King of Fish
21 February, 2013
Visit Scotland’s website, Wildlife Scotland aims to promote the wildlife of Scotland to tourists. They list six ‘must see’ species: dolphins, osprey, puffin, red deer, red squirrel and salmon. Throughout the year as opportunities arose I though I would take each species and talk about how they are connected with Historic Scotland sites, starting with salmon.
Salmon these days are associated with fish farms and expensive sport fishing, but in the past they were an important part of the economy of some communities. The fact that salmon are depicted on many Pictish stones illustrates the historic importance of this iconic fish. Fish were farmed in the past, but rarely. The pond at Craigmillar Castle had fish for consumption in the castle and similarly there was probably a pond at Deer Abbey. But these are the exception, wild salmon were by far the major source of fish.
Such was the value of salmon, that the rights to fish were held by the crown and issued to the chosen few. Some was for domestic consumption but the vast majority appears to have been destined for export to European markets, In addition salmon are protected by law with some of the earliest protection dating back to 1318 and the parliament of Robert 1. This related to preventing mill laids being barriers to migrating fish.
The rights to fishing would have resided with monasteries. In fact, there was a well documented dispute that ran for over 300 years between the burgh of Stirling and the Augustinian monks at Cambuskenneth Abbey about the ownership of the salmon fisheries in the River Forth. A number of medieval fishing stations and salmon cruives (wood and stone barriers across a river with fish traps above them) have been identified along the banks and shore.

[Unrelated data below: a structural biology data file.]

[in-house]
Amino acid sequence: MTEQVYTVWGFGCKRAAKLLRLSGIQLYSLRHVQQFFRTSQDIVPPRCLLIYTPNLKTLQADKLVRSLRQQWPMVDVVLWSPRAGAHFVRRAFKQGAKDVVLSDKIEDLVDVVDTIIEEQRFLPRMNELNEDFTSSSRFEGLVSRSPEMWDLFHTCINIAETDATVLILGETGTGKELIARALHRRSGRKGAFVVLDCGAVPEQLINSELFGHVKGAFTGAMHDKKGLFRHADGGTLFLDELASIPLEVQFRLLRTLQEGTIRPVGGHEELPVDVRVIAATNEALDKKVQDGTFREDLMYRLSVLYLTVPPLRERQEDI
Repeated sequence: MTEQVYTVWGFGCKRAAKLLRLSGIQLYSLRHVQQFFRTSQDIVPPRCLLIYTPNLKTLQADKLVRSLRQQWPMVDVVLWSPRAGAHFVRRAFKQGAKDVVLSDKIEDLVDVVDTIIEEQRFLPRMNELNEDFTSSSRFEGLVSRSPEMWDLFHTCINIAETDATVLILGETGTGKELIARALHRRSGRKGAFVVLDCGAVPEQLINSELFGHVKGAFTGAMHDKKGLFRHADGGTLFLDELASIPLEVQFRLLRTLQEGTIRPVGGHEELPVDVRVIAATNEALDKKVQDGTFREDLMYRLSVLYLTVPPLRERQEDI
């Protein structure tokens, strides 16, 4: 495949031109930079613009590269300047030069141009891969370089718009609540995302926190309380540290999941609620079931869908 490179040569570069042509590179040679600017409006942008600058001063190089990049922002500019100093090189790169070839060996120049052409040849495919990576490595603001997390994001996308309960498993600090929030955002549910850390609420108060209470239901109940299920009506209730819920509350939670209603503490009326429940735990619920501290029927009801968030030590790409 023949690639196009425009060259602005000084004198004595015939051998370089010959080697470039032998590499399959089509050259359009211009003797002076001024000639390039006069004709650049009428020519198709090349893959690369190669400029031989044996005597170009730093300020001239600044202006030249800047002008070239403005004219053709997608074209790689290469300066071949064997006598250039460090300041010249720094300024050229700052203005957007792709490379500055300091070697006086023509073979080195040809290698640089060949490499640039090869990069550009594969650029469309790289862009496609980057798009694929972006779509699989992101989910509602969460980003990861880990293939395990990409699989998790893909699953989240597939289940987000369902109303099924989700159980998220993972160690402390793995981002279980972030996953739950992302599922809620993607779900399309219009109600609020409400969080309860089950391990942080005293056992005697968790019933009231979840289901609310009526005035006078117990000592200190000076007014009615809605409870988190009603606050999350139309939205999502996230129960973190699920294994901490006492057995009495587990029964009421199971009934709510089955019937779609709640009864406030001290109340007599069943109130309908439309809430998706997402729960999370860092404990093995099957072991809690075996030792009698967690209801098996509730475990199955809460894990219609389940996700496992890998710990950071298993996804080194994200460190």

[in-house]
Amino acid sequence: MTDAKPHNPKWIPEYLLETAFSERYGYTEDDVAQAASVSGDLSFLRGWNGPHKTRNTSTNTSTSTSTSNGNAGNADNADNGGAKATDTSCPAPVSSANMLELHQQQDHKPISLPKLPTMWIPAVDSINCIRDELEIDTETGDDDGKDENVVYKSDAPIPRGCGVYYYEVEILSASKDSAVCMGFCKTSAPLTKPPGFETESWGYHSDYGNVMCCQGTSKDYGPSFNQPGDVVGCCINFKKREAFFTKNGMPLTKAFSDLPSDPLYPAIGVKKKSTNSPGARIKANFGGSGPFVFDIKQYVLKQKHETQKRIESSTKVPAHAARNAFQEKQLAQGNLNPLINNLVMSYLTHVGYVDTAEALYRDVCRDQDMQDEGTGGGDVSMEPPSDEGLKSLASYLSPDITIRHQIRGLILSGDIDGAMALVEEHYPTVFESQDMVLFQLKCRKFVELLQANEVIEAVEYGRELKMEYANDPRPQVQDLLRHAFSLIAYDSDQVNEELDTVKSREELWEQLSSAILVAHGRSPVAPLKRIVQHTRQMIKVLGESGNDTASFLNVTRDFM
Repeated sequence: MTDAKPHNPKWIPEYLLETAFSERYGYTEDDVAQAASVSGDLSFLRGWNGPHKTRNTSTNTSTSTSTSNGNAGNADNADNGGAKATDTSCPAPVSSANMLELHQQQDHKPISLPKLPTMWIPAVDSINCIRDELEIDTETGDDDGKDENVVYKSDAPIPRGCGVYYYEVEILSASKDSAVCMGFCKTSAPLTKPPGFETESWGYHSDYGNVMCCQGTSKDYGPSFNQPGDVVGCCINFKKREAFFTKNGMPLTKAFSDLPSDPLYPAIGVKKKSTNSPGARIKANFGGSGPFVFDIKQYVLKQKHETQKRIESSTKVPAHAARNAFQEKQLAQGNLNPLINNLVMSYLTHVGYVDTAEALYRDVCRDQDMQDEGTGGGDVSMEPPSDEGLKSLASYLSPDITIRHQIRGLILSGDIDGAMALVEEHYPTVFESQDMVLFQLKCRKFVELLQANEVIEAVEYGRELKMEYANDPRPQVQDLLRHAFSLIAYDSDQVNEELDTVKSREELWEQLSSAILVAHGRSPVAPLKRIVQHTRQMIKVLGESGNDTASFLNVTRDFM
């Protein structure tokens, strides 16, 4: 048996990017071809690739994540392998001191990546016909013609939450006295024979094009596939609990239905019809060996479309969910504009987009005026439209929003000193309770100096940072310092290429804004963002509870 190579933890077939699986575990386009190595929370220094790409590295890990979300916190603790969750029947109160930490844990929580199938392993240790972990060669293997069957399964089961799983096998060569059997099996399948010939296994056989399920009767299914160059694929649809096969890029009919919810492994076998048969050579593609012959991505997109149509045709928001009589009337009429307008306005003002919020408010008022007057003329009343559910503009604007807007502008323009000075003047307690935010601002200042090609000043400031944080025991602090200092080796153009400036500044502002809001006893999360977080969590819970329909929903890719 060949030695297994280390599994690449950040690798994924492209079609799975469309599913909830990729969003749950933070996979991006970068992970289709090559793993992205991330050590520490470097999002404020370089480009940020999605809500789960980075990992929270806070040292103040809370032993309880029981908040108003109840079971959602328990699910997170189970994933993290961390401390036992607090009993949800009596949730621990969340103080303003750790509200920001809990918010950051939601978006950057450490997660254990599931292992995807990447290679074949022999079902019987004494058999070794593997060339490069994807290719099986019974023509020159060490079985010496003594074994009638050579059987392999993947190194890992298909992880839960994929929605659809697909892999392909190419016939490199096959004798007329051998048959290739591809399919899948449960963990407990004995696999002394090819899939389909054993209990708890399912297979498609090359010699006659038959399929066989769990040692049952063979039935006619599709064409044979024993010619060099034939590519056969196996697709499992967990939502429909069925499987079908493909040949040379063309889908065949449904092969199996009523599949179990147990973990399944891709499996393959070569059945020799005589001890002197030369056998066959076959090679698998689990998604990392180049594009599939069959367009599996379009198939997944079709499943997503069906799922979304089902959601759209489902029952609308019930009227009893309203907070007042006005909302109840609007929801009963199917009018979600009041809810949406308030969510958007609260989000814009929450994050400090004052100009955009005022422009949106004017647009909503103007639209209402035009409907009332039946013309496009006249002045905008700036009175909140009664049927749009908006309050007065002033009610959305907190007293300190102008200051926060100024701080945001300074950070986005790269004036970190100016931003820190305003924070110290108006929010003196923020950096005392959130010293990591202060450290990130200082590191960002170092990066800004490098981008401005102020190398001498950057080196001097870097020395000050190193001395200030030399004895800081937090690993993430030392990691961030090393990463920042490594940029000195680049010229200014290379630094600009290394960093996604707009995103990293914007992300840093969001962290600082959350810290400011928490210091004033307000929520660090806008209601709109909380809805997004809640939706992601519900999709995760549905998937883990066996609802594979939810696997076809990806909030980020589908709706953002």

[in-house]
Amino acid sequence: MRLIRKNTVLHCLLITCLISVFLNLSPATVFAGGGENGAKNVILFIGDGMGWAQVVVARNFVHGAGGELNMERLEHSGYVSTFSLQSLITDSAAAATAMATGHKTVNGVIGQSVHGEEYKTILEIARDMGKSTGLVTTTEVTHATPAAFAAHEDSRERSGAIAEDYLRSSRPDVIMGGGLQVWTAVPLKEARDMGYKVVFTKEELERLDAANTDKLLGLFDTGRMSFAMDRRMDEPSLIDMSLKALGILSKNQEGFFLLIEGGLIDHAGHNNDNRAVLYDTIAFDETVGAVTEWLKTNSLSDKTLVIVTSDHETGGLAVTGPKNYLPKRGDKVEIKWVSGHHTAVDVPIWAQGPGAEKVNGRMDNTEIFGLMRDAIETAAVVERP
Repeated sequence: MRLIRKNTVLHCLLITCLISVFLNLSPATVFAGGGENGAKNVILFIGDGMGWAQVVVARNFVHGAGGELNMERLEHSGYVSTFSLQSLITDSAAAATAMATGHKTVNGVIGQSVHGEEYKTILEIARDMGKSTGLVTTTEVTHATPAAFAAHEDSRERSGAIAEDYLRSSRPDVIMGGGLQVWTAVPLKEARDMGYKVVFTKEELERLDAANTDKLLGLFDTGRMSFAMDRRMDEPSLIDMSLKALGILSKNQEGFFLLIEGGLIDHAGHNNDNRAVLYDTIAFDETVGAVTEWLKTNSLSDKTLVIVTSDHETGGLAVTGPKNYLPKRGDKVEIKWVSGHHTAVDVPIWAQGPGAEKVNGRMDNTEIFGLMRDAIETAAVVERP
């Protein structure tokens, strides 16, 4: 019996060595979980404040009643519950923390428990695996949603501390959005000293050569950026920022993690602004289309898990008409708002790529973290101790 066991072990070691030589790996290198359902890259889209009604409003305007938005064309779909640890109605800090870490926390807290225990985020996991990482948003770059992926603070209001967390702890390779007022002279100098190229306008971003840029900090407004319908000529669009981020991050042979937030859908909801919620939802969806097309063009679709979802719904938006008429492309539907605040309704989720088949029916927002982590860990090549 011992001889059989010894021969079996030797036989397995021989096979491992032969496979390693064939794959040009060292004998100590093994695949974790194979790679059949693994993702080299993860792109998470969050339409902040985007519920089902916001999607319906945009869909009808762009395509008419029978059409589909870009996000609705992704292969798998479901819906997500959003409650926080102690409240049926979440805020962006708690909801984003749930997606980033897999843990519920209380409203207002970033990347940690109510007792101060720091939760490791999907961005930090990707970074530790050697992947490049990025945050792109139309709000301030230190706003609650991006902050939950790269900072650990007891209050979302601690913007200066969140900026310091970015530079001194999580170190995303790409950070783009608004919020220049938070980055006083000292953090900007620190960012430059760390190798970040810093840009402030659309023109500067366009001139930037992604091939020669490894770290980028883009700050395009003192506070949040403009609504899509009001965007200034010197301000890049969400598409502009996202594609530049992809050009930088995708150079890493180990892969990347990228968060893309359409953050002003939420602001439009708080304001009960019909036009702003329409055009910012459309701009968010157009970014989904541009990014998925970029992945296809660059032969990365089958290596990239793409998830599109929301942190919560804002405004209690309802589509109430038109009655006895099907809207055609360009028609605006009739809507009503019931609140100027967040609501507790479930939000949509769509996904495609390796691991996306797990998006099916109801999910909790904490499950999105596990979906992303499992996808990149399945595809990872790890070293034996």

Salmon are not subject to such commercial fishing any more. However the numbers of rod caught salmon continues to fall. The life of a modern salmon is fraught with danger. Its eggs are highly sought after by trout, the fry are the prey of pike and large trout and bill toothed ducks like goosander. Otter and mink take their fair share too. Once at sea they travel to feeding grounds of the Greenland coast where they are hunted by fishing fleets. And to make matters worse prey fish and sandeels are reducing in numbers due to overfishing and climate change.
So which properties can you visit? Doune Castle is the best, a walk through the grounds takes you along the banks of the Teith and salmon can often be seen leaping at the confluence with the Ardoch Burn. Dryburgh Abbey next to the Tweed and Beauly Abbey next to the River Beauly, where the river was called Avin-na-mannich, or the monks’ water, have long association with salmon. And the Meigle Museum has a number of Pictish stones on display which includes a beautiful carving of a salmon.